Another notable reform with regard to sexual assault under the Act 1900 was the broadening of the definition of sexual intercourse. Previously, the term was defined as “proved upon penetration”. However, the Crimes (Sexual Assault) Amendment Act 1981 made significant strides in expanding this restrictive definition. In effect, penetration of the vagina or anus by any body part or foreign object, except for medical purposes, fell under the scope of sexual intercourse and would, therefore, where consent was not established, constitute sexual assault. These amendments were brought about by the Criminal Legislation (Amendment) Act 1992 which introduced section 61H that in summary provides as aforementioned.

With the broadening of this definition came the need for the redefinition of consent which is a key and complex area in sexual assault cases. Under s 61HA (2) of the Act 1900, consent to sexual intercourse should be given freely and voluntarily. However, there are certain circumstances under which consent may be negated. Although some of these were previously provided for, the current act under section 61HA 8 provides that the grounds are not limited; such a provision ensures that victims of sexual assault are protected where circumstances negating consent, which are not expressly covered, arise.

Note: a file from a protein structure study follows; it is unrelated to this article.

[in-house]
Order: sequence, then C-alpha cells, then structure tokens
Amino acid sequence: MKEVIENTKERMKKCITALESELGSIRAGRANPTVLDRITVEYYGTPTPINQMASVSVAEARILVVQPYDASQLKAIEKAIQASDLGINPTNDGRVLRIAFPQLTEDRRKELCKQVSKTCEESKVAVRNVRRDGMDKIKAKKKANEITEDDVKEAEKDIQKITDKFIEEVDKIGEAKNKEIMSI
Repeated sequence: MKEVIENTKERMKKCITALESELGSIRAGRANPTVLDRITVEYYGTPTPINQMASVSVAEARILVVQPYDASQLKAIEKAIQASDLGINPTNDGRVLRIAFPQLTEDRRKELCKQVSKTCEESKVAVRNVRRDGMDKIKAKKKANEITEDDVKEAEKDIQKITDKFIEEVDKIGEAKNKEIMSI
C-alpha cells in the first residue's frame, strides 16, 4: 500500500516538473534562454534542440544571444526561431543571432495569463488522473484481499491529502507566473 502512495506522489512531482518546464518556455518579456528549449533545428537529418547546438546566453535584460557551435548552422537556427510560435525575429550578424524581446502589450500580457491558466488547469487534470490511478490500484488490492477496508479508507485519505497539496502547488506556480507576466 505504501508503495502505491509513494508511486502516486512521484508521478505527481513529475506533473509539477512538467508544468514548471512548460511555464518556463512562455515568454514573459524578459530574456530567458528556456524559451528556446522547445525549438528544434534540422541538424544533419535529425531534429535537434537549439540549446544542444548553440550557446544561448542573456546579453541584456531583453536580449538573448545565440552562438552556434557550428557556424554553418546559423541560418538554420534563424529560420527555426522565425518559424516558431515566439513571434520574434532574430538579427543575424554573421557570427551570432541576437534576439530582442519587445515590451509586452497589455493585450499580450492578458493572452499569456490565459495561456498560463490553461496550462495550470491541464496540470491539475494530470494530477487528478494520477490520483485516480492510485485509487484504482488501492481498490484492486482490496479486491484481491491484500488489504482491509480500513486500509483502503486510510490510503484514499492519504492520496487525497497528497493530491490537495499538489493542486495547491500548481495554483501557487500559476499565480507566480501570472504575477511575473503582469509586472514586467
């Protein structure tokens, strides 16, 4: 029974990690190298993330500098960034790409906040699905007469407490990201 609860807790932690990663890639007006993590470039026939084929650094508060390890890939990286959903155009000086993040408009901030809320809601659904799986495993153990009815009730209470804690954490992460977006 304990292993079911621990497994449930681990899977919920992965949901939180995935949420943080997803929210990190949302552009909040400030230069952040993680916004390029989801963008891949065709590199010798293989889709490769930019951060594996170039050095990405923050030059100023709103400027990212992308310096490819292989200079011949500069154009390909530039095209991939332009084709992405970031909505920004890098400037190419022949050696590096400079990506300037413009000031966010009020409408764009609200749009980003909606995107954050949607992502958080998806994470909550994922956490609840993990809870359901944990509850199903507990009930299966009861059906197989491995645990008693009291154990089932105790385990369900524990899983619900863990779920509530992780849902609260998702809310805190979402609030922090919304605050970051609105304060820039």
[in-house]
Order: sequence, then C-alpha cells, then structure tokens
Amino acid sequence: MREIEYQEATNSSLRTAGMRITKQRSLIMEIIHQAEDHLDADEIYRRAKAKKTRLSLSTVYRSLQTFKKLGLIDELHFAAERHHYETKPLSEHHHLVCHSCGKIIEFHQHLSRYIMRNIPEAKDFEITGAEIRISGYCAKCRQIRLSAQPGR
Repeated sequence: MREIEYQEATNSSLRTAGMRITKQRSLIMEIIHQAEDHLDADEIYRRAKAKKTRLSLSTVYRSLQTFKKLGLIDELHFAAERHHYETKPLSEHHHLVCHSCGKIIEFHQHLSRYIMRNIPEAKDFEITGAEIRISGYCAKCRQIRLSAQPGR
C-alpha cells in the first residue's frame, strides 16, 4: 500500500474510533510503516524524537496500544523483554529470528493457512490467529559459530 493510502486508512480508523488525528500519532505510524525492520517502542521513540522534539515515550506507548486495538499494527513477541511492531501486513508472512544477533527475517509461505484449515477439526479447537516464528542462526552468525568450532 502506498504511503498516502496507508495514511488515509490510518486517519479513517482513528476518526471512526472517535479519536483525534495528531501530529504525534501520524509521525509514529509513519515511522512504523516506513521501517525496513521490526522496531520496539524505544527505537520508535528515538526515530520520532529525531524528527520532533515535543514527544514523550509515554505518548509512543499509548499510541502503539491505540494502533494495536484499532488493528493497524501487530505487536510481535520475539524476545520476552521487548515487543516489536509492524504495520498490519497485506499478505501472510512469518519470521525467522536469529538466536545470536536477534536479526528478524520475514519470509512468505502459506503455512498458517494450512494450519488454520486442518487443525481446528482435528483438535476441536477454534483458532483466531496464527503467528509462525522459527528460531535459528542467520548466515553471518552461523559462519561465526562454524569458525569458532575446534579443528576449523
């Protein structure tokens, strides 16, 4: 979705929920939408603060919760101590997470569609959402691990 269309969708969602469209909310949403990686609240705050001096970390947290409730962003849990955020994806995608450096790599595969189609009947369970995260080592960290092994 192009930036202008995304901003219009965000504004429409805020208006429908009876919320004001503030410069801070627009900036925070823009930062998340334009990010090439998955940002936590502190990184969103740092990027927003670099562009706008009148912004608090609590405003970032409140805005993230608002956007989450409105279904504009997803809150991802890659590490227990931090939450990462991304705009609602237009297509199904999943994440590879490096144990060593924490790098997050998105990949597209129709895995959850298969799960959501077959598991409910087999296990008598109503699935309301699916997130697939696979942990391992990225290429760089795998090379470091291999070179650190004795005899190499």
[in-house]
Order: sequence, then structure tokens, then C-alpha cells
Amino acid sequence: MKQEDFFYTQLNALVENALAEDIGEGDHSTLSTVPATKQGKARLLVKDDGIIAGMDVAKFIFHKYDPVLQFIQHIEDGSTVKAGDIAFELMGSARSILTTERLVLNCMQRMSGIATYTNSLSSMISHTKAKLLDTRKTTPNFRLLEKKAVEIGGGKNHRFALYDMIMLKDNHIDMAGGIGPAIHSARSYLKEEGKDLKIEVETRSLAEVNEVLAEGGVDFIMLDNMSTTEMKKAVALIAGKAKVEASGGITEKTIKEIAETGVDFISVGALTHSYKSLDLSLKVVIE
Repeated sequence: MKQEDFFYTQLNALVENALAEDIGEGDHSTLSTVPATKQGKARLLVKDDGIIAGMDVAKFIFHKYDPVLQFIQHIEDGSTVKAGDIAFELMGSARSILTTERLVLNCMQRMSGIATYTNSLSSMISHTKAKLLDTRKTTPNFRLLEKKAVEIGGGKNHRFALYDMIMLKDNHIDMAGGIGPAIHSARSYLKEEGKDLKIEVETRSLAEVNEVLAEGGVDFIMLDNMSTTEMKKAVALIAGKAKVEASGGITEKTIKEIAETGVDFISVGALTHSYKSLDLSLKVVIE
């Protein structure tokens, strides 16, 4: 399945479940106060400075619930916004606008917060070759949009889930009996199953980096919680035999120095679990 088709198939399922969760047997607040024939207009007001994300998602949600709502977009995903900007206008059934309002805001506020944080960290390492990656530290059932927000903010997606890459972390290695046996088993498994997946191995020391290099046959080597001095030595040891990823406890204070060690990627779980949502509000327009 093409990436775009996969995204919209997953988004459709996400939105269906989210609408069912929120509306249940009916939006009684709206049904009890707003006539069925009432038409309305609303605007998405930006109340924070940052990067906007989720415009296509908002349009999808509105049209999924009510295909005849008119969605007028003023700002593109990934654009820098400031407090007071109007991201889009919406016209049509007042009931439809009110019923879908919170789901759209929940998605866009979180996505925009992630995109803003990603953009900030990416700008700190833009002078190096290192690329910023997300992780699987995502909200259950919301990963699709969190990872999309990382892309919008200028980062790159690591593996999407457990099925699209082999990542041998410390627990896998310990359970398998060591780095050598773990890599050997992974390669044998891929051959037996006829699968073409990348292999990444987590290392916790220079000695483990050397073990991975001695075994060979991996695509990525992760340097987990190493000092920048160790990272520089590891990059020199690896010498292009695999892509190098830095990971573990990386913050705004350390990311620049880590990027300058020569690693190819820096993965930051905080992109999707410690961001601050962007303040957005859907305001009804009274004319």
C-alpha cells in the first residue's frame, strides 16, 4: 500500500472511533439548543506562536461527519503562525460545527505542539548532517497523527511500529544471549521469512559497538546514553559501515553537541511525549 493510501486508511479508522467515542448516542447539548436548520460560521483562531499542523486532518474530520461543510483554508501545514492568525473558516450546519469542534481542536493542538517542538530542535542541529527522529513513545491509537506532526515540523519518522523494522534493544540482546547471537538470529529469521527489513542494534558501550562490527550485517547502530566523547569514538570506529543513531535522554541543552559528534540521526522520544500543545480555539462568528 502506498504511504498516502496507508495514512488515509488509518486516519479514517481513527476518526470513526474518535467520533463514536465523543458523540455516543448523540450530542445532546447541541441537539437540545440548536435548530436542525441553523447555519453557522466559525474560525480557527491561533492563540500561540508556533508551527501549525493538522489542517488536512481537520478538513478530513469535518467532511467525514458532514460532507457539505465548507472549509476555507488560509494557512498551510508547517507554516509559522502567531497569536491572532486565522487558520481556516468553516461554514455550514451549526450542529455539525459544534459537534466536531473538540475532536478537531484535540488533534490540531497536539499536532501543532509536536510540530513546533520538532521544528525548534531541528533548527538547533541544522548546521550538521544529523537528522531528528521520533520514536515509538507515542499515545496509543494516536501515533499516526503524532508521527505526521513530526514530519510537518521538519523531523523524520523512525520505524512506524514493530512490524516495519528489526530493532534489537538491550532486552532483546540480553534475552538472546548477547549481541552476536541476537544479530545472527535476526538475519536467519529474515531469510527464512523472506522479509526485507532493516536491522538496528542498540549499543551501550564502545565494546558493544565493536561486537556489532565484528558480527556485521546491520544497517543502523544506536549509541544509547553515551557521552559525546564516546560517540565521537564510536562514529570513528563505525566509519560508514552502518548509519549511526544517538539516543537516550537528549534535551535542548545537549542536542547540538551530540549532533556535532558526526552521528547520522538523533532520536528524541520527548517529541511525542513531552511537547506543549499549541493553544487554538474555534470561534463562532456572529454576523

Part 11A of the Crimes Act 1900 (NSW) outlines the significance of intoxication as a determinant of guilt under NSW criminal law. Although not necessarily a defence, intoxication can be used to challenge the elements of the crime in question; that is whether the crime was voluntary or the person had mens rea to commit the offence. As such, the defence may rely on intoxication to argue that the accused lacked actus rea or mens rea thus mitigating their criminal responsibility. However, as illustrated in Reg v Majewki (1977) a distinction should be made between self-induced and involuntary intoxication as well as crimes of basic and specific intent. Intoxication, therefore, would only apply as a mitigating factor where firstly it is non-self-induced and serves to negate either of the elements of the offence. Self-induced intoxication will only be considered as a mitigating factor in specific intent crimes.